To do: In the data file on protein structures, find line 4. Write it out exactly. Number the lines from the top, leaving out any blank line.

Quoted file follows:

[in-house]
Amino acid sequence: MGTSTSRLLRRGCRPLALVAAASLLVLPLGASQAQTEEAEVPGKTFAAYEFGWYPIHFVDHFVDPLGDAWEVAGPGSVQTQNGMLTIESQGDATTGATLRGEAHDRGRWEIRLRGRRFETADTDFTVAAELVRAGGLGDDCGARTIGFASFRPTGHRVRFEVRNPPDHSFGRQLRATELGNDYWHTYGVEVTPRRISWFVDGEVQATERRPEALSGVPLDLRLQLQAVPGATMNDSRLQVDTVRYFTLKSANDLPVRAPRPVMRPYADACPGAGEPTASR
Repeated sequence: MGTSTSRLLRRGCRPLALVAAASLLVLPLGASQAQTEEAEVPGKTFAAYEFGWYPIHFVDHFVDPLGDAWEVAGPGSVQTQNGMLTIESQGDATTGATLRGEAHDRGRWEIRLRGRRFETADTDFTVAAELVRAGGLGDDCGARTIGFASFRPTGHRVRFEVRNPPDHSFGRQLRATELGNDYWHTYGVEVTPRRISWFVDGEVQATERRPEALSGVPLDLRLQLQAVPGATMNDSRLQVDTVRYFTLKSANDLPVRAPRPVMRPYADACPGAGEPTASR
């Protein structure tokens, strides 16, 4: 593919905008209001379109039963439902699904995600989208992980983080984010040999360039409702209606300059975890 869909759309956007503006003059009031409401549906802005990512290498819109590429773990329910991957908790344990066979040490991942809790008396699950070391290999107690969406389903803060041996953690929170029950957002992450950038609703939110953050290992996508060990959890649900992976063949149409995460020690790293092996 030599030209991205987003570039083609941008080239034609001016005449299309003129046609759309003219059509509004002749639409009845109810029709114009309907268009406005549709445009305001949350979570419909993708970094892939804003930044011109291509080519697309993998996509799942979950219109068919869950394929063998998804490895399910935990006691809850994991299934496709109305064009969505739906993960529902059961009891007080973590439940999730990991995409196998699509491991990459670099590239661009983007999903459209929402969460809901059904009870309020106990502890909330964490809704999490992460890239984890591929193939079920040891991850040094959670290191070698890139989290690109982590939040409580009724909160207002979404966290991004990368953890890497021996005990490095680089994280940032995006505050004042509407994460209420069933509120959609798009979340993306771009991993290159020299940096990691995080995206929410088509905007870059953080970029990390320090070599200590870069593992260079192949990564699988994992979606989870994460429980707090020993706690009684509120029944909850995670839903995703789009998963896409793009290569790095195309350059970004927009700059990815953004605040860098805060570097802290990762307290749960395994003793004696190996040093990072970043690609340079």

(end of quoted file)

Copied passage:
């Protein structure tokens, strides 16, 4: 593919905008209001379109039963439902699904995600989208992980983080984010040999360039409702209606300059975890 869909759309956007503006003059009031409401549906802005990512290498819109590429773990329910991957908790344990066979040490991942809790008396699950070391290999107690969406389903803060041996953690929170029950957002992450950038609703939110953050290992996508060990959890649900992976063949149409995460020690790293092996 030599030209991205987003570039083609941008080239034609001016005449299309003129046609759309003219059509509004002749639409009845109810029709114009309907268009406005549709445009305001949350979570419909993708970094892939804003930044011109291509080519697309993998996509799942979950219109068919869950394929063998998804490895399910935990006691809850994991299934496709109305064009969505739906993960529902059961009891007080973590439940999730990991995409196998699509491991990459670099590239661009983007999903459209929402969460809901059904009870309020106990502890909330964490809704999490992460890239984890591929193939079920040891991850040094959670290191070698890139989290690109982590939040409580009724909160207002979404966290991004990368953890890497021996005990490095680089994280940032995006505050004042509407994460209420069933509120959609798009979340993306771009991993290159020299940096990691995080995206929410088509905007870059953080970029990390320090070599200590870069593992260079192949990564699988994992979606989870994460429980707090020993706690009684509120029944909850995670839903995703789009998963896409793009290569790095195309350059970004927009700059990815953004605040860098805060570097802290990762307290749960395994003793004696190996040093990072970043690609340079």